The facilitators decided to promote an interest and study the impact of promotion of such an interest through discussions with one of the batches of twenty children. Each child was offered an aquarium at the expense of the institution. It was also arranged that if any child wanted to buy it, she could do so later, and each child was also provided a few varieties of fishes. Not too many in number, they were expected to look after them at home. One of the participants was Manjunath Shevgoor; son of Vishnu Shevgoor, an artist and Bharathi Shevgoor, a Professor of English; today he is a research scientist, he did his Ph.D. in US after his engineering studies in India and now works with Apple on a project of effectiveness of Microchip Architecture at Portland in Oregon state of US. He was the first to take home his unit of aquarium with very great interest. In a couple of months, he lost his interest. One day, as a part of interventions, he was asked, why he was not looking after his aquarium as much as he did so in the previous months. He had only one answer to give that he was not interested. To a question on why he had lost interest, because he was one of the first to take up the aquarium project, he said that he did not know. He only knew that he was no more interested. He was then interested in cricket and followed the game thoroughly.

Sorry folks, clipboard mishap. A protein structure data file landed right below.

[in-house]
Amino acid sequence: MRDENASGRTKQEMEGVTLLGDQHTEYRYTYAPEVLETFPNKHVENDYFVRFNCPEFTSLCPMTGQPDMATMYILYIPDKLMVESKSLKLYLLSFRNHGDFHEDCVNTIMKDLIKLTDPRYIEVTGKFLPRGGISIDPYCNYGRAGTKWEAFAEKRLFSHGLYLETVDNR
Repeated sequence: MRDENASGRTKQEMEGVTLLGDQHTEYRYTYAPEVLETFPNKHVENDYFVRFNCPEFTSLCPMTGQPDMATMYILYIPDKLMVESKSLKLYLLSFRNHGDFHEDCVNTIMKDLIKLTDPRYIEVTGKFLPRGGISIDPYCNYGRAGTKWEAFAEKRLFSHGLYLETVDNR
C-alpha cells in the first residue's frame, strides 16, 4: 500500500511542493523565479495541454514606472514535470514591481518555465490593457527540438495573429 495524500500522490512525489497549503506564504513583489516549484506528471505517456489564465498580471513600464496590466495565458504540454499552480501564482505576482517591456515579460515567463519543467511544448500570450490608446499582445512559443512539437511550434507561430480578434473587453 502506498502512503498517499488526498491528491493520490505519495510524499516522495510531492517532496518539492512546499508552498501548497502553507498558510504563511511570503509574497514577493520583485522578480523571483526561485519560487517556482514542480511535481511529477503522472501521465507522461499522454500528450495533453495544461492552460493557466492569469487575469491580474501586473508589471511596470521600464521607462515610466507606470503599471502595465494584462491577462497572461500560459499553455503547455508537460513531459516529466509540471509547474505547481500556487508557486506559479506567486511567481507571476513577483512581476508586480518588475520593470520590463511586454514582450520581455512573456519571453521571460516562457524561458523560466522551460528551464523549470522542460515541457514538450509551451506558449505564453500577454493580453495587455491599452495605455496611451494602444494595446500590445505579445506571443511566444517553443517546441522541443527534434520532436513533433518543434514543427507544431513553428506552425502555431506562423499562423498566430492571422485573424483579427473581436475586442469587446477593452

Children’s interest patterns are multifarious. It is not easy to decide precisely that a child is interested in a particular area because it may change very soon. When they are young, there are children, who are initially interested in becoming a policeman or the owner of a cycle shop. However, very soon, they may change that area of interest and pick something else which they may drop again very soon. The most important responsibility of parents is to identify the interest of the child by allowing the child to change from one interest to another until she finds her authentic interest. One cannot say at what age or at what season the child may discover its authentic interest, says the social scientist, Benjamin Spock, the father of child care, who has a book with the same title which is supposed to have sold a million copies within one year of its publication and to have been translated into more than forty-five languages. He tells parents that the greatest gift that they can give to children is to help in identifying the child’s interest.